“It’s like we created a distribution center,” Gomez said, pointing to the tables that had been pushed together for a makeshift assembly line. After the food is prepared, it is packaged in to-go boxes and plastic lidded containers, labeled and stacked in groups. One by one, tickets are filled, with orders going into plastic bags, tagged, and moved to the front of the restaurant to await pickup. LIGAYA FIGUERAS/LIGAYA.FIGUERAS@AJC.COM

“Every week, we’ve gotten better and better at it,” Gomez said of having to shift from a full-service dining operation to a takeout model. Day one, he said, was chaos. “I had one phone number. It was off the chain. By 2:30 p.m., we ran out of food. The second day, I put my cellphone out there. And then my manager’s. You adapt, you get better at it,” he said.

He’s learned to control the flow of traffic — which helps his team and physical distancing among customers — by giving patrons a dedicated pickup time. In essence, he’s applying the idea behind seated reservations to a takeout scenario.

An order of a chicken burrito holds up well to travel. Pair it with a tropical Porch Pounder cocktail (left), featuring multiple rums with pineapple juice. LIGAYA FIGUERAS/LIGAYA.FIGUERAS@AJC.COM
An order of a chicken burrito holds up well to travel. Pair it with a tropical Porch Pounder cocktail (left), featuring multiple rums with pineapple juice. LIGAYA FIGUERAS/LIGAYA.FIGUERAS@AJC.COM

Gomez followed me — from a safe distance — as I brought my order to my car. He thanked me for coming.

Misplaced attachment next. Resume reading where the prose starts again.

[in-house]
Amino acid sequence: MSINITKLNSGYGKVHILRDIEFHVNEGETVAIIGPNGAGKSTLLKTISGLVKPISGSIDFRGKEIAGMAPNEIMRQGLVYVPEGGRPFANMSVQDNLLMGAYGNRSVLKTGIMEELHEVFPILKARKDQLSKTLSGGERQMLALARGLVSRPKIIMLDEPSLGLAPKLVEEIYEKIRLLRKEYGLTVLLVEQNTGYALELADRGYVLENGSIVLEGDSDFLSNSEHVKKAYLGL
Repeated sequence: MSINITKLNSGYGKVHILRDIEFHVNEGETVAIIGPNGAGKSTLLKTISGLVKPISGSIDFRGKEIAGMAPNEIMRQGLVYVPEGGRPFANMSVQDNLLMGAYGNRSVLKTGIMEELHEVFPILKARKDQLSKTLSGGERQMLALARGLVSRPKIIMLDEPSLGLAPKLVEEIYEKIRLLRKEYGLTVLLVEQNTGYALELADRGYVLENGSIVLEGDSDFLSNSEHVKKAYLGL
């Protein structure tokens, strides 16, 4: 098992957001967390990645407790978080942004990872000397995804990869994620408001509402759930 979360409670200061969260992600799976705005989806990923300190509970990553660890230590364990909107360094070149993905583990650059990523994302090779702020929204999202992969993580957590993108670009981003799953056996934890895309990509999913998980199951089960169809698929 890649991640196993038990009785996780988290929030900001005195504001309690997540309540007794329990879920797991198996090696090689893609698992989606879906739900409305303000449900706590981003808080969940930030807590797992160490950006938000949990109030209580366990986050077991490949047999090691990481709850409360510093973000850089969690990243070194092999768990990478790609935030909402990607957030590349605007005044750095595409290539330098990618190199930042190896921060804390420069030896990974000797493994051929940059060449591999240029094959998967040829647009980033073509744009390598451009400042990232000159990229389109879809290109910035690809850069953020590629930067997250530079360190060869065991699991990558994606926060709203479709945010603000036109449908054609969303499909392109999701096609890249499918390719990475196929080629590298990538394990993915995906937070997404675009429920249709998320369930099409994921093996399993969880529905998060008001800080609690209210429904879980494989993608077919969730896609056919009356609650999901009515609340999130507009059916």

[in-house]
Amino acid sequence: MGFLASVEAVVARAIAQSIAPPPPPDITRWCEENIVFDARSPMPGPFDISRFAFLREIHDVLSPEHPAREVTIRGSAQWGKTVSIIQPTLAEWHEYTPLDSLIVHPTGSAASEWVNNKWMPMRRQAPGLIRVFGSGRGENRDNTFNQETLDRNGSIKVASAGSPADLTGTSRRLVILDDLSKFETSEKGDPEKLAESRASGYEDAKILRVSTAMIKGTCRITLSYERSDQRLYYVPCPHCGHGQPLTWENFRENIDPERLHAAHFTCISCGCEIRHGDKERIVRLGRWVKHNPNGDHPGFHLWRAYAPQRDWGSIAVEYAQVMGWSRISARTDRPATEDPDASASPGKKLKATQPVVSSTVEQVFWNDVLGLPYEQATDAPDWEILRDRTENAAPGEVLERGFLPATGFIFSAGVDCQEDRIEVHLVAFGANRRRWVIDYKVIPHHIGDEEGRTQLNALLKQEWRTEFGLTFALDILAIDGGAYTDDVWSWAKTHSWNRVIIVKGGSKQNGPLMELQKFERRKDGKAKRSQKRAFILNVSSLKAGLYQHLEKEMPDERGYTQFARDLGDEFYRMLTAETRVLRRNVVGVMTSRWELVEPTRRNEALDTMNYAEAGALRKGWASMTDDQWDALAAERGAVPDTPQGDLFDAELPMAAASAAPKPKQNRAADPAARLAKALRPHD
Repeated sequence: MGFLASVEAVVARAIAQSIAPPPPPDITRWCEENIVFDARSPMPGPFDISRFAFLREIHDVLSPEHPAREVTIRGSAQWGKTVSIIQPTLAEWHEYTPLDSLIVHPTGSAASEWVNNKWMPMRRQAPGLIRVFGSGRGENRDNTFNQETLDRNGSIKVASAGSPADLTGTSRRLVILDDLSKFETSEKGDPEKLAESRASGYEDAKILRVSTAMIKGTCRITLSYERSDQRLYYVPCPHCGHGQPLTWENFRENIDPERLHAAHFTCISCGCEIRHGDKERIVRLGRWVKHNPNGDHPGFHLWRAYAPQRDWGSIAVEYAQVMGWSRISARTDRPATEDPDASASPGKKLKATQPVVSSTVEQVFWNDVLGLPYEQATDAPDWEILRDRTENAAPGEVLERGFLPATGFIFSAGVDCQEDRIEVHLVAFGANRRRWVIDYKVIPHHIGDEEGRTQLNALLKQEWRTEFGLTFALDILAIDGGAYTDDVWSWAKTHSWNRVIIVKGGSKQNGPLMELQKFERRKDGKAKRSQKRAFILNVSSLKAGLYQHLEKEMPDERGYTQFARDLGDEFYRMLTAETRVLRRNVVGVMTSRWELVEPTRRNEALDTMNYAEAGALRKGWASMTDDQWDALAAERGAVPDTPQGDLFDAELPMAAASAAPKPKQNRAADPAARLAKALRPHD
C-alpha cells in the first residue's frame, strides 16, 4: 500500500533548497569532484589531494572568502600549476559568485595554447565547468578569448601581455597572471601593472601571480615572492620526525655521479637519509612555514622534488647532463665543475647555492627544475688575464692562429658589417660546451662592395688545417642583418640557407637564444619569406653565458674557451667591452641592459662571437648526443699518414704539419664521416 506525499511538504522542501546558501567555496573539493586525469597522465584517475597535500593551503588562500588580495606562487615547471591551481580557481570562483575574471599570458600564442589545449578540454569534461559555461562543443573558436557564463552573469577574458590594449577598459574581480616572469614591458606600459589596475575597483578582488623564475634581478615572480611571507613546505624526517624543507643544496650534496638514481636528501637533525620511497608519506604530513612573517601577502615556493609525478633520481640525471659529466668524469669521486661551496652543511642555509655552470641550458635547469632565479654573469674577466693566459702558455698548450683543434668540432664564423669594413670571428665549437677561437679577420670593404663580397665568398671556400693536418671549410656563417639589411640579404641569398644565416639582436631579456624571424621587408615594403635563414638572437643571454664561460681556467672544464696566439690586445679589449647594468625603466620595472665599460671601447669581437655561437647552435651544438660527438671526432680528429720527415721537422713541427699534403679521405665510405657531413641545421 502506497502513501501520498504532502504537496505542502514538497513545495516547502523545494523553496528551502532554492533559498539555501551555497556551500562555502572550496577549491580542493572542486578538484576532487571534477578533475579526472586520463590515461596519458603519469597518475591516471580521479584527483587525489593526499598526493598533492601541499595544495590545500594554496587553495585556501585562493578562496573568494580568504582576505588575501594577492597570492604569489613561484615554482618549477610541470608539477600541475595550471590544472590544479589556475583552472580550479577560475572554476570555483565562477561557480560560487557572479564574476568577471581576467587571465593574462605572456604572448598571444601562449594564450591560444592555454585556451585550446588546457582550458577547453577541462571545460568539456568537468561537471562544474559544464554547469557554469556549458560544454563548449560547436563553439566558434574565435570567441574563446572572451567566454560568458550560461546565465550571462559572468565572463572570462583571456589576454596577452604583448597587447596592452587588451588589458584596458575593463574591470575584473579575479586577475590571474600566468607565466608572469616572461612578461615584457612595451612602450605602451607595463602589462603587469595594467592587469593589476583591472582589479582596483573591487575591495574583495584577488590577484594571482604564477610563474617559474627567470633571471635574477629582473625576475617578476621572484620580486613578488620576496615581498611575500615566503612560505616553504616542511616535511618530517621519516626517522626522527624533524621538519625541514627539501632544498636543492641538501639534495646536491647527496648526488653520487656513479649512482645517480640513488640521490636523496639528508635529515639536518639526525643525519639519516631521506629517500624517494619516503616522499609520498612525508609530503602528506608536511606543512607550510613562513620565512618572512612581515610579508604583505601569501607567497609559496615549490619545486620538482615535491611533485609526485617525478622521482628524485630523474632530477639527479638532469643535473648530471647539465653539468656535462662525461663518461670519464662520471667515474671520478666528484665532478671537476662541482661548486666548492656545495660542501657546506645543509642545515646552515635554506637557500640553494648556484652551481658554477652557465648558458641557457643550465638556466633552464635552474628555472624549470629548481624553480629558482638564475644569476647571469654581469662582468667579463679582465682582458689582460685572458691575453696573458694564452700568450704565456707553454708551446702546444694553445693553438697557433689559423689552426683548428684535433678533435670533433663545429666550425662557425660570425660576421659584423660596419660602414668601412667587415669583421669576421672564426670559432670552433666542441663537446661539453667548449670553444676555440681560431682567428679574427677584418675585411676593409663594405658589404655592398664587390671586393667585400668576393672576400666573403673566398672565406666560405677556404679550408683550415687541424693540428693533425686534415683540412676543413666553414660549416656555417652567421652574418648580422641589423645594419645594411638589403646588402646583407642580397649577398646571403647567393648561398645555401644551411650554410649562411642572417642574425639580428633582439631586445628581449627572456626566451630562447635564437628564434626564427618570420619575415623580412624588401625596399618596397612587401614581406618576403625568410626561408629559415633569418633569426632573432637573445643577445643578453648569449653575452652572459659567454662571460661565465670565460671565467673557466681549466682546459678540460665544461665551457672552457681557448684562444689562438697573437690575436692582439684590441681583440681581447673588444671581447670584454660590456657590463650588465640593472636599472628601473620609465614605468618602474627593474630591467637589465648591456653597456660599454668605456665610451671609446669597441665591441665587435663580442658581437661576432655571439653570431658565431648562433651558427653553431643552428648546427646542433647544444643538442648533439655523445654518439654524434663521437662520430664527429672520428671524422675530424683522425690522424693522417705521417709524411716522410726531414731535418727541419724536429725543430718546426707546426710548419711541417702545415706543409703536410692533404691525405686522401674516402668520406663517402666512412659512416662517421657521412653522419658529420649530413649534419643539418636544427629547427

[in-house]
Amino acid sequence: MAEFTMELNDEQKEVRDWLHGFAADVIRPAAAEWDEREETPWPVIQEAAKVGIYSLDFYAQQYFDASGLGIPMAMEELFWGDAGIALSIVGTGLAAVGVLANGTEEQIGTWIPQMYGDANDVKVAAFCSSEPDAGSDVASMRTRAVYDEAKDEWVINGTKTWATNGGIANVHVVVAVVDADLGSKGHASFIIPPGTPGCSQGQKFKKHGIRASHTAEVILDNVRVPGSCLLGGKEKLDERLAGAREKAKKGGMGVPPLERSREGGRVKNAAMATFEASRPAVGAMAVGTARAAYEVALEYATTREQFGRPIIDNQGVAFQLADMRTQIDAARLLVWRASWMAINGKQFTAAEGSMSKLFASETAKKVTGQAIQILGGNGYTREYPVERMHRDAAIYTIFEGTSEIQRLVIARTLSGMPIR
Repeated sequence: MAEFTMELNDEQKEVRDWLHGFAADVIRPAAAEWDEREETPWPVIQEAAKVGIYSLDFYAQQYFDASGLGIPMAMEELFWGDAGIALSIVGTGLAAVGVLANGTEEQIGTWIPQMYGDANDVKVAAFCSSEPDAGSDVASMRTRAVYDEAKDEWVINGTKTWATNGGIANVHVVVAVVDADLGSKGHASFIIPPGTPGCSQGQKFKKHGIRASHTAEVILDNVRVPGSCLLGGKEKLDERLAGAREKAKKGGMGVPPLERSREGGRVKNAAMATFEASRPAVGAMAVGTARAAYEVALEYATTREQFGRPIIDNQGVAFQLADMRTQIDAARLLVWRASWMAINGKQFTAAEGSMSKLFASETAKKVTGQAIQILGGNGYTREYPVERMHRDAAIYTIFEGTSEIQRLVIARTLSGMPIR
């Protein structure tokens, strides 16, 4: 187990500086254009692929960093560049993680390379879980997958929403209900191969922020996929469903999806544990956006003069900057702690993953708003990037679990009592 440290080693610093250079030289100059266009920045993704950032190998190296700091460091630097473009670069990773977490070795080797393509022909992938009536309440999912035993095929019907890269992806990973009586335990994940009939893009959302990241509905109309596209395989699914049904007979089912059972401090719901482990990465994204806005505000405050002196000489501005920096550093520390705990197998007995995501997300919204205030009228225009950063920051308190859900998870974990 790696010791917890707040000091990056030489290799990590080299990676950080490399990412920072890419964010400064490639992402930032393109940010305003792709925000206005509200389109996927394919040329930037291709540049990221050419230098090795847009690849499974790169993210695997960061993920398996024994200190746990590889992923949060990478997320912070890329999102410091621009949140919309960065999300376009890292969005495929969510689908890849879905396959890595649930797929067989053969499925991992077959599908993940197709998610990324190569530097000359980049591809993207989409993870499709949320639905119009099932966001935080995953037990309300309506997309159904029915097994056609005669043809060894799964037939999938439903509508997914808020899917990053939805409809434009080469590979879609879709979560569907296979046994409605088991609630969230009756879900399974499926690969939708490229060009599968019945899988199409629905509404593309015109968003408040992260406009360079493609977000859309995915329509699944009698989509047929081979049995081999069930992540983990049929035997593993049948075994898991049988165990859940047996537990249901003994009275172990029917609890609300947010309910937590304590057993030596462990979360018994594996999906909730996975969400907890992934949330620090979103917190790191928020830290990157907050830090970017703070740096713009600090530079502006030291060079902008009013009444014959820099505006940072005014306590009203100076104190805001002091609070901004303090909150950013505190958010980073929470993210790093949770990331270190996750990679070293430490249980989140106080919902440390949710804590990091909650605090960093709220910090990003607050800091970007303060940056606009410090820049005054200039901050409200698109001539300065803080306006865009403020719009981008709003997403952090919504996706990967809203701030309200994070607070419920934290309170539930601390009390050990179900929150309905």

“Seguimos,” he said, before turning to greet the next customer.

Seguimos. We’ll continue. Yes, we will.

Is there a restaurant you want to see featured? Do you have feedback about the new column? We want to hear from you. Send your comments to ligaya.figueras@ajc.com.

PORCH LIGHT LATIN KITCHEN

Menu: Abbreviated menu of the Puerto Rican restaurant's most popular appetizers, entrees and sides

Alcohol: Selection of 32-ounce batched, ready-made cocktails, beer and wine

What I ordered: Beef burrito, chicken burrito, beer can chicken, Can Can Pork Chop, rice and beans, sofrito mac and cheese, street corn, quart of Porch Pounder cocktails (featuring multiple rums with pineapple juice). This meal was a fiesta. Both burritos held up well to transportation. The beer can chicken and Can Can Pork Chop were as good at home as when served at the restaurant. And there were enough leftovers for two more meals. These are not your average rice and beans. With just three to four side dishes available, order them all. Make it a fiesta: Throw in a cocktail.

Service options: Order by phone, pay by credit card, pickup only. No cash payments or tips. No delivery.

Safety protocols: Kitchen and staff adhering to all COVID-19 health and safety precautions. They wear gloves, wash hands and sanitize often. Maximum two customers allowed inside at any given time. Staggered pickup times to help physical distancing among patrons. Sterilized pens for credit card payments. Curbside pickup available.

Address, phone: 300 Village Green Circle, Smyrna. 678-309-9858

Hours: Menu posted on restaurant's Facebook page daily by 11 a.m. Place orders between 1-3 p.m. Pickup between 5 and 7 p.m. (customers are provided a designated pickup time) Wednesdays-Saturdays.

Websiteporchlightlatinkitchen.com.